Integration of Mathematics to protect Mother Earth
WE HAVE known already that Math is very much essential in daily life. One can gain much comfort when proficient in Math. But with what is happening to Mother Earth, can Math not be one of the contributing factors? And can Math also help protect Mother Earth? How is Mathematics integrated in protecting Mother Earth?
From meteorology to economics, a wealth of scientific research is necessary to improve our understanding of climate change, its impacts and what we can do to prepare for them. Scratch beneath the surface and you’ll find mathematicians doing their bit to save the planet in a multitude of ways:
(1) Designing better weather forecasts and climate models – Accurate weather forecasts predict when and where extreme weather may strike, whilst climate projections are keys to identifying weather patterns changing on a longer time scale. Our ability to predict weather and climate has advanced in leaps and bounds in the last few decades, thanks to math.
Modern weather forecasts rely on computers to solve the complex equations that simulate the atmosphere’s behavior – from global processes that influence the flow of the jet stream down to local rain clouds. Mathematicians play an important role in this process, working with a set of equations that describe the atmosphere, taking into account temperature, pressure and humidity.
Global Circulation Models (GCMs) describe the interactions between oceans and atmosphere to look at what the average conditions could be in decades to come.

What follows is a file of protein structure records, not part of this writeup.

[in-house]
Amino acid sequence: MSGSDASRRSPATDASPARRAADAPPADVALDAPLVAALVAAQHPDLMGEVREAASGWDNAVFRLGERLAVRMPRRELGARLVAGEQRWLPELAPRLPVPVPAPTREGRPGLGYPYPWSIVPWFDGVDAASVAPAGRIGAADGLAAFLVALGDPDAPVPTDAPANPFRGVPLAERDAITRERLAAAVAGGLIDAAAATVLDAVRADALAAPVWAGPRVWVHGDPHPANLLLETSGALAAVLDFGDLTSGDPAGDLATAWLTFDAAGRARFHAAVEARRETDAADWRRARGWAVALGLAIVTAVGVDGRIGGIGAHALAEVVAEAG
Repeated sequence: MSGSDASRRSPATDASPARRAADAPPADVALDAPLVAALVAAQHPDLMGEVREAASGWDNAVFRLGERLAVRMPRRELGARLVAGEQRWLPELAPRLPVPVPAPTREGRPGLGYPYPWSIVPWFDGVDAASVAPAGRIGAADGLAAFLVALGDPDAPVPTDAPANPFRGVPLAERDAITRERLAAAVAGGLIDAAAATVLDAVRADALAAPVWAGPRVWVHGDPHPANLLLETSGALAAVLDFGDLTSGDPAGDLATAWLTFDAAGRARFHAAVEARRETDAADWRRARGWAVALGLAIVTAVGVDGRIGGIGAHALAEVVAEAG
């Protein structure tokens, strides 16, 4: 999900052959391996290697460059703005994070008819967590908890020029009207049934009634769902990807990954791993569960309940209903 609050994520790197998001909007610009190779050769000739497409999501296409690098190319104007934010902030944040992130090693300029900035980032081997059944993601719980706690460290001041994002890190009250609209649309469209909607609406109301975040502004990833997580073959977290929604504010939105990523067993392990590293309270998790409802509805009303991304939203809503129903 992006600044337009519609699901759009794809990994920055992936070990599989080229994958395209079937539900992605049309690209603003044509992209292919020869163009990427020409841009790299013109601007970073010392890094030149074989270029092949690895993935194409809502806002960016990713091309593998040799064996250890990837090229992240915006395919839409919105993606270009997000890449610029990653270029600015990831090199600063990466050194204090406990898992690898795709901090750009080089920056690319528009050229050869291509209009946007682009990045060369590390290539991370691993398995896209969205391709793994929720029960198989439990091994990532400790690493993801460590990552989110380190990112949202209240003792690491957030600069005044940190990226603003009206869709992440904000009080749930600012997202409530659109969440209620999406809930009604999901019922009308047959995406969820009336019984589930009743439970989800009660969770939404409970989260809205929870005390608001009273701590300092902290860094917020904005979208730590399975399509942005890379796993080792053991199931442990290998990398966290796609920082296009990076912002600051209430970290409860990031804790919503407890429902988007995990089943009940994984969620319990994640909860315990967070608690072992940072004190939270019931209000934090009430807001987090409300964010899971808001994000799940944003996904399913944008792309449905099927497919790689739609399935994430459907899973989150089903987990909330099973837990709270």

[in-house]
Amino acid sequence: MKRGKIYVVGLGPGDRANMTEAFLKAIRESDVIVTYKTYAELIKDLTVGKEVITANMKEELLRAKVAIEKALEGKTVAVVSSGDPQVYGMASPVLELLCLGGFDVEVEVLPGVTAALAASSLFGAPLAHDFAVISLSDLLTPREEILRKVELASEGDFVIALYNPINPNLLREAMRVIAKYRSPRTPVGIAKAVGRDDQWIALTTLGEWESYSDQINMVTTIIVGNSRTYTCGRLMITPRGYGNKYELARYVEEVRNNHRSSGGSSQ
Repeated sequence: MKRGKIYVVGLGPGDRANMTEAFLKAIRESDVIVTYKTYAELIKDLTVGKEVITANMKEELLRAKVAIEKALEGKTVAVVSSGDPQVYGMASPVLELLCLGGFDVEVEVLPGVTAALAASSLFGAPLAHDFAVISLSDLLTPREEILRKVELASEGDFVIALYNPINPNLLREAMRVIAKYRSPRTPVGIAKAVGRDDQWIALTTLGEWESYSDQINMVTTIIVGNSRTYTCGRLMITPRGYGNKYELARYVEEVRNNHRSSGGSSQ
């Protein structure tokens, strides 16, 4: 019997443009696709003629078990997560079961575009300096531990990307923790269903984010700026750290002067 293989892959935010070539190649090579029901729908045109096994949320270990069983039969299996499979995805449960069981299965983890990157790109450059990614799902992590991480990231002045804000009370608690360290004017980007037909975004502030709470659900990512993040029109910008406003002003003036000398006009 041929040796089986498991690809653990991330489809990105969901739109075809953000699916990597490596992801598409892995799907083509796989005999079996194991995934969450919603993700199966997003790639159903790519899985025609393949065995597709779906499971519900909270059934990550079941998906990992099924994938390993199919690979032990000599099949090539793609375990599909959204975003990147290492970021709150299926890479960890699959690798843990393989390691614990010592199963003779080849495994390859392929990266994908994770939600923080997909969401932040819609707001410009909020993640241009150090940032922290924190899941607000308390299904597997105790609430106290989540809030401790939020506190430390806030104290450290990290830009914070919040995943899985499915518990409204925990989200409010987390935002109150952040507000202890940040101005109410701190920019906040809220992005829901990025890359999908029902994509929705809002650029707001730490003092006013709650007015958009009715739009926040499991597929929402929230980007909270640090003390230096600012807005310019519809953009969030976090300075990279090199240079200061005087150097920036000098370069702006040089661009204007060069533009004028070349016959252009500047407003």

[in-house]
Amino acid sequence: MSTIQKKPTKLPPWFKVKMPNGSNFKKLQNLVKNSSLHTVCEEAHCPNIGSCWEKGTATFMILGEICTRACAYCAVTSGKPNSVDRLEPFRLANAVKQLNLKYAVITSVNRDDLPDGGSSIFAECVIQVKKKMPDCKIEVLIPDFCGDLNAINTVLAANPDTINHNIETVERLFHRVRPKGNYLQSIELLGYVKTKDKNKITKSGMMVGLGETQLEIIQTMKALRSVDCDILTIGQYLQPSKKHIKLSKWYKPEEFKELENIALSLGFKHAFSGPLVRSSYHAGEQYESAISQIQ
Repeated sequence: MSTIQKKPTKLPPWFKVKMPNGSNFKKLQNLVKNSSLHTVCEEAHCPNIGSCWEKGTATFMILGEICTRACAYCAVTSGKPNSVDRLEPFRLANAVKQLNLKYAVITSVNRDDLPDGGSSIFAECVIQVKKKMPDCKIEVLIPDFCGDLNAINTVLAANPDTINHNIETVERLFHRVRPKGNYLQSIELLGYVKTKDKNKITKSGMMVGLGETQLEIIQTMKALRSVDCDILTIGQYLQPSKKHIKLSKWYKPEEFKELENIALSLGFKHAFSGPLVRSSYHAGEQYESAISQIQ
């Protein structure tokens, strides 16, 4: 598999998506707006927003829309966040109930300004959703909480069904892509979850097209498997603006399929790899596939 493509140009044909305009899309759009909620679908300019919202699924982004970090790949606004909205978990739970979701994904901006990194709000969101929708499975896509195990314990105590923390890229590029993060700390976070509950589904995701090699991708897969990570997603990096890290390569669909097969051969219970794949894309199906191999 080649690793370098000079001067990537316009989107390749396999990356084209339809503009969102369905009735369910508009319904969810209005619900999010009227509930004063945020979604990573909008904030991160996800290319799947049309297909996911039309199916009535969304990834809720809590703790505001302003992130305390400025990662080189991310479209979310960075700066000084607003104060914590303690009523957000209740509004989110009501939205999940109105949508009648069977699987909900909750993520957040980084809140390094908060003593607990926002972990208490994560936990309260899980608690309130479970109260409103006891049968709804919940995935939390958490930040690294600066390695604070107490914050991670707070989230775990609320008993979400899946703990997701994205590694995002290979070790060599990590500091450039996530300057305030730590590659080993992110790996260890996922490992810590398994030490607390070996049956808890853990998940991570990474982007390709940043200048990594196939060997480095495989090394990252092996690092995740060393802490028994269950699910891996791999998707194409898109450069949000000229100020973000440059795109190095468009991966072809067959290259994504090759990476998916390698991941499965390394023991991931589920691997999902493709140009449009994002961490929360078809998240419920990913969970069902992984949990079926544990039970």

(2) Making the most of renewable energy sources – Optimizing the layout of wind turbines enables them to harvest more energy. Renewable energy sources lie at the heart of a low-carbon world.
By choosing optimal locations for wind or solar farms and designing the most effective layouts for tidal and wind turbine arrays, mathematicians
ensure that these technologies harvest the maximum energy as efficiently as possible.
Mathematicians contribute to research into energy supply and demand that ensures networks incorporate higher proportions of weatherdependent energy sources such as wind or solar power, making sure that the lights stay on in years to come.
( 3) Making sense of big data – Collecting billions of pieces of data in environments, from ice sheets to cities, can deliver precious insights into our planet’s physical processes, human behavior and everything in between.
Climate scientists rebuild the history of our planet’s atmospheric composition by analyzing the tiny bubbles trapped in ice records, in order to anticipate the scope of future changes. But without the statistical methods that mathematicians bring to analyze this data and assess its reliability, the information has less value.
( 4) Developing new technologies – New technologies are key to a low carbon future. Carbon capture and storage (CCS), for instance, could safely lock away greenhouse gases emitted by fossil fuel-fired power stations, and is likely to play a key role in averting dangerous levels of global warming.
Detailed mathematical models make this research possible by using sophisticated logistics methods, network analysis, statistical modeling and many other mathematical tools.
(5) Making Math accessible to everyone – Crucially, Math cannot save the planet on its own. Many of the global challenges we face are multi- disciplinary: overcoming them requires mathematicians to collaborate with scientists and engineers in different fields. And although the basic science behind climate change is well understood, convincing the general public and decision makers to take action to reduce carbon emissions is very much a work in progress. With